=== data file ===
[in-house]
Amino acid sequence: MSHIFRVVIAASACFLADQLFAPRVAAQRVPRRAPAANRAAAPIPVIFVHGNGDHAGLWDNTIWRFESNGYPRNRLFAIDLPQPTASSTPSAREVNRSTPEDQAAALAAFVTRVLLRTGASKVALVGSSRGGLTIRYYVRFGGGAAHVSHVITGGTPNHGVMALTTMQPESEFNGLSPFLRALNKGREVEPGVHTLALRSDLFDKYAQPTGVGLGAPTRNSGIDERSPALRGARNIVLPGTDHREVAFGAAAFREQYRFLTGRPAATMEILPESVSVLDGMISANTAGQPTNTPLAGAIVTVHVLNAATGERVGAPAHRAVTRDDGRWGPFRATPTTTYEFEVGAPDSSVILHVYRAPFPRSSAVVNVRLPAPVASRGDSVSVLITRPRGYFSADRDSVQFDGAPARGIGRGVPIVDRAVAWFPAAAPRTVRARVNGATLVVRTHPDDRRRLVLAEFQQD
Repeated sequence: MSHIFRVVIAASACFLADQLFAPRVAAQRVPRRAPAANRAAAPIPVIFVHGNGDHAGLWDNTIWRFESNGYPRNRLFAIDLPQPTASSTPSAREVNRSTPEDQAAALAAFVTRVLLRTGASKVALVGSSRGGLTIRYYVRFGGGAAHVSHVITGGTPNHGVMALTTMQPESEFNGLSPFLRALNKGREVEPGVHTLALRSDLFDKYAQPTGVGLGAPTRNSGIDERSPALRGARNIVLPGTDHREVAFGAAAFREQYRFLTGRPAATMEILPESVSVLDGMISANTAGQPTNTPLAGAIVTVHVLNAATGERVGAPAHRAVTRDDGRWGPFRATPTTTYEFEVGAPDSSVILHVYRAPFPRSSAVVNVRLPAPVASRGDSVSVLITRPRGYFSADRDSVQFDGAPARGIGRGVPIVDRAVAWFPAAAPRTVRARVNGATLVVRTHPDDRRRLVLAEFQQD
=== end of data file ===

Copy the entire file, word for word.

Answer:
[in-house]
Amino acid sequence: MSHIFRVVIAASACFLADQLFAPRVAAQRVPRRAPAANRAAAPIPVIFVHGNGDHAGLWDNTIWRFESNGYPRNRLFAIDLPQPTASSTPSAREVNRSTPEDQAAALAAFVTRVLLRTGASKVALVGSSRGGLTIRYYVRFGGGAAHVSHVITGGTPNHGVMALTTMQPESEFNGLSPFLRALNKGREVEPGVHTLALRSDLFDKYAQPTGVGLGAPTRNSGIDERSPALRGARNIVLPGTDHREVAFGAAAFREQYRFLTGRPAATMEILPESVSVLDGMISANTAGQPTNTPLAGAIVTVHVLNAATGERVGAPAHRAVTRDDGRWGPFRATPTTTYEFEVGAPDSSVILHVYRAPFPRSSAVVNVRLPAPVASRGDSVSVLITRPRGYFSADRDSVQFDGAPARGIGRGVPIVDRAVAWFPAAAPRTVRARVNGATLVVRTHPDDRRRLVLAEFQQD
Repeated sequence: MSHIFRVVIAASACFLADQLFAPRVAAQRVPRRAPAANRAAAPIPVIFVHGNGDHAGLWDNTIWRFESNGYPRNRLFAIDLPQPTASSTPSAREVNRSTPEDQAAALAAFVTRVLLRTGASKVALVGSSRGGLTIRYYVRFGGGAAHVSHVITGGTPNHGVMALTTMQPESEFNGLSPFLRALNKGREVEPGVHTLALRSDLFDKYAQPTGVGLGAPTRNSGIDERSPALRGARNIVLPGTDHREVAFGAAAFREQYRFLTGRPAATMEILPESVSVLDGMISANTAGQPTNTPLAGAIVTVHVLNAATGERVGAPAHRAVTRDDGRWGPFRATPTTTYEFEVGAPDSSVILHVYRAPFPRSSAVVNVRLPAPVASRGDSVSVLITRPRGYFSADRDSVQFDGAPARGIGRGVPIVDRAVAWFPAAAPRTVRARVNGATLVVRTHPDDRRRLVLAEFQQD